The movie Moneyball is a story about the use of statistical analysis in creating a team that would produce the highest probability for success. It worked for the Oakland Athletics with a 20-game winning streak in 2002, as well as the Boston Red Sox who used analytics to help break the Curse of the Bambino in 2004.
As an employer and a nursing home administrator, do you know the metrics of hiring for your key leadership roles? As a candidate interviewing with potential employers, do you understand the importance of sharing quantitative results as part of your success stories?
The “Moneyball formula” could be the key for employers and hiring managers wanting to be more consistent in making those home run hires. For candidates, this could be the competitive advantage you need in landing that “Field of Dreams” career position.
A common misstep by organizations in interviews is that they haven’t evaluated the key metrics for the role they are hiring for, and they frequently don’t incorporate those specific key metrics into the interviewing process as consistent questions. Instead, we observe hiring managers being too general with questions to potential candidates.
A common misstep is asking the following question: “What are your greatest strengths as a candidate?”
The more powerful question in vetting a potential candidate would be, “What are your greatest strengths, and can you provided specific examples that validate those successes?” I am confident that by rephrasing this question, a hiring manager will observe more quality responses from candidates, improving the vetting process and the probability of making the best hires to create a championship team.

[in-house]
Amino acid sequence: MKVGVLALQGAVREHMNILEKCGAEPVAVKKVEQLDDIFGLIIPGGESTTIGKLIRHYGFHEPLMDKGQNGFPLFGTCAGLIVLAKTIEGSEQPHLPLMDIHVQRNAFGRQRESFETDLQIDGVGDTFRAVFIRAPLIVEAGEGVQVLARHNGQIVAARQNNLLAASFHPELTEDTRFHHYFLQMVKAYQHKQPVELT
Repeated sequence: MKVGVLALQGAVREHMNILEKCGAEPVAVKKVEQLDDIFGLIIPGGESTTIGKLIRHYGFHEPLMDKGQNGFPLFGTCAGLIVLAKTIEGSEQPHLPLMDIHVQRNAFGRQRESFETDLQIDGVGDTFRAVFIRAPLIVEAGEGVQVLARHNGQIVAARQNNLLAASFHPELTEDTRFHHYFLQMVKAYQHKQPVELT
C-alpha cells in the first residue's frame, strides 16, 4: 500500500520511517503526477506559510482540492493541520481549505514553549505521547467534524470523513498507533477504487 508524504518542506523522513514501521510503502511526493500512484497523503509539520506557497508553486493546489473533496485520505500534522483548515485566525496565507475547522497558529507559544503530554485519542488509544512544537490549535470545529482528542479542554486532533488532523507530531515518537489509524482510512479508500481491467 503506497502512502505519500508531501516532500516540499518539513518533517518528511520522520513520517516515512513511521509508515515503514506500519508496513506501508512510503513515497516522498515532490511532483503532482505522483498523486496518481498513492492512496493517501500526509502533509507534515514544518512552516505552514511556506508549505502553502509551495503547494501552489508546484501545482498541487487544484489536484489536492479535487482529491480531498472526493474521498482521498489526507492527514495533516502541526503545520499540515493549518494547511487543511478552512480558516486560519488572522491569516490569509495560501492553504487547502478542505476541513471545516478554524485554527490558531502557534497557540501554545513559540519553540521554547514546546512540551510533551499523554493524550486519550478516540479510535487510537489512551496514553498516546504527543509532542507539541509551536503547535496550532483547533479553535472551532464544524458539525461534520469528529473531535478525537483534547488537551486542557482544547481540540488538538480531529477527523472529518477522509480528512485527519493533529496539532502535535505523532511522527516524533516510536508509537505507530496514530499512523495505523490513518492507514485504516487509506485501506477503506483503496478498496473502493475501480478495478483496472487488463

For candidates who are interviewing, you may not have the detailed numbers for every question, but I would encourage you to come up with statistics that will help you hit your interviews out of the park. Most candidates I work with are humble about their success and don’t want to take all the credit. Celebrate your success and share those metrics! To really “wow” people in the interview, bring those numbers to validate how you could be the MVP for their team. For example, if nursing home administrator candidates focused on the following areas, it will make a difference in getting your desired job and will help you beat the candidate competition:
- Quality outcomes: How did you improve your quality outcomes? What examples can you share through improvements in star ratings or re-admission rates?
- Financial results: How were you able to reduce expenses and improve your bottom line results? What improvements have you been able to make with NOI for the facility?
- Customer service: How did you improve your retention rates of staff? Were you able to improve your resident satisfaction surveys?
- Occupancy and Payor mix: Did you improve overall occupancy and payor mix? How did you make that happen? Did you create a new service niche to help drive positive change?
I am confident if you go back and review your success in these focused areas, it will provide that winning swing and competitive advantage in your next job search.
I challenge you to find your Moneyball questions as a hiring manager to create your best employee lineup. As a candidate wanting to get that game winning hit and landing that dream job, review your professional work history and be prepared to share your winning numbers!
I will leave you with my favorite quote from Yogi Berra: “If you see a fork in the road, take it!”
Neil Hefta is the Vice President of Govig Healthcare Group.